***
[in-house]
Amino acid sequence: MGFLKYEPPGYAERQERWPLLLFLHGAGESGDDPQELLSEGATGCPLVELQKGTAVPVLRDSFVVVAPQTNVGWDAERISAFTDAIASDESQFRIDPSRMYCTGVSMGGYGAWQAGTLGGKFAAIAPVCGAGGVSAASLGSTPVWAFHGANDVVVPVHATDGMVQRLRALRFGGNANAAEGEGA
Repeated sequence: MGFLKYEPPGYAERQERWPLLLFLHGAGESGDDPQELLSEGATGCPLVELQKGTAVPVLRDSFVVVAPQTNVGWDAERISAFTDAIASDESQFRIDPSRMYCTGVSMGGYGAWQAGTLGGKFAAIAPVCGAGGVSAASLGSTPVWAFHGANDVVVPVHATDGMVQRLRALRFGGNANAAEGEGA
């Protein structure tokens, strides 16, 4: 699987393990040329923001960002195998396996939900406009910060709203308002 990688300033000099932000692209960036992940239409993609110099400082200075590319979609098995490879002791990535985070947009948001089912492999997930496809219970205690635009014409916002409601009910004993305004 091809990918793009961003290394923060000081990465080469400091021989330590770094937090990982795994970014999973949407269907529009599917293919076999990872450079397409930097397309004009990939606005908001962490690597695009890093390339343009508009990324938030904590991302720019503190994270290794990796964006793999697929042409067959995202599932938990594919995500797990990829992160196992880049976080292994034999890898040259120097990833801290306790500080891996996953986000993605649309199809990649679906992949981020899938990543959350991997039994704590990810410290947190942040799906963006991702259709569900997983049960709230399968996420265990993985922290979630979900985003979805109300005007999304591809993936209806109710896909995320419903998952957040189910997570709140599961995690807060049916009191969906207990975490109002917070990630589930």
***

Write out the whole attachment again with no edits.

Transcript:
[in-house]
Amino acid sequence: MGFLKYEPPGYAERQERWPLLLFLHGAGESGDDPQELLSEGATGCPLVELQKGTAVPVLRDSFVVVAPQTNVGWDAERISAFTDAIASDESQFRIDPSRMYCTGVSMGGYGAWQAGTLGGKFAAIAPVCGAGGVSAASLGSTPVWAFHGANDVVVPVHATDGMVQRLRALRFGGNANAAEGEGA
Repeated sequence: MGFLKYEPPGYAERQERWPLLLFLHGAGESGDDPQELLSEGATGCPLVELQKGTAVPVLRDSFVVVAPQTNVGWDAERISAFTDAIASDESQFRIDPSRMYCTGVSMGGYGAWQAGTLGGKFAAIAPVCGAGGVSAASLGSTPVWAFHGANDVVVPVHATDGMVQRLRALRFGGNANAAEGEGA
């Protein structure tokens, strides 16, 4: 699987393990040329923001960002195998396996939900406009910060709203308002 990688300033000099932000692209960036992940239409993609110099400082200075590319979609098995490879002791990535985070947009948001089912492999997930496809219970205690635009014409916002409601009910004993305004 091809990918793009961003290394923060000081990465080469400091021989330590770094937090990982795994970014999973949407269907529009599917293919076999990872450079397409930097397309004009990939606005908001962490690597695009890093390339343009508009990324938030904590991302720019503190994270290794990796964006793999697929042409067959995202599932938990594919995500797990990829992160196992880049976080292994034999890898040259120097990833801290306790500080891996996953986000993605649309199809990649679906992949981020899938990543959350991997039994704590990810410290947190942040799906963006991702259709569900997983049960709230399968996420265990993985922290979630979900985003979805109300005007999304591809993936209806109710896909995320419903998952957040189910997570709140599961995690807060049916009191969906207990975490109002917070990630589930």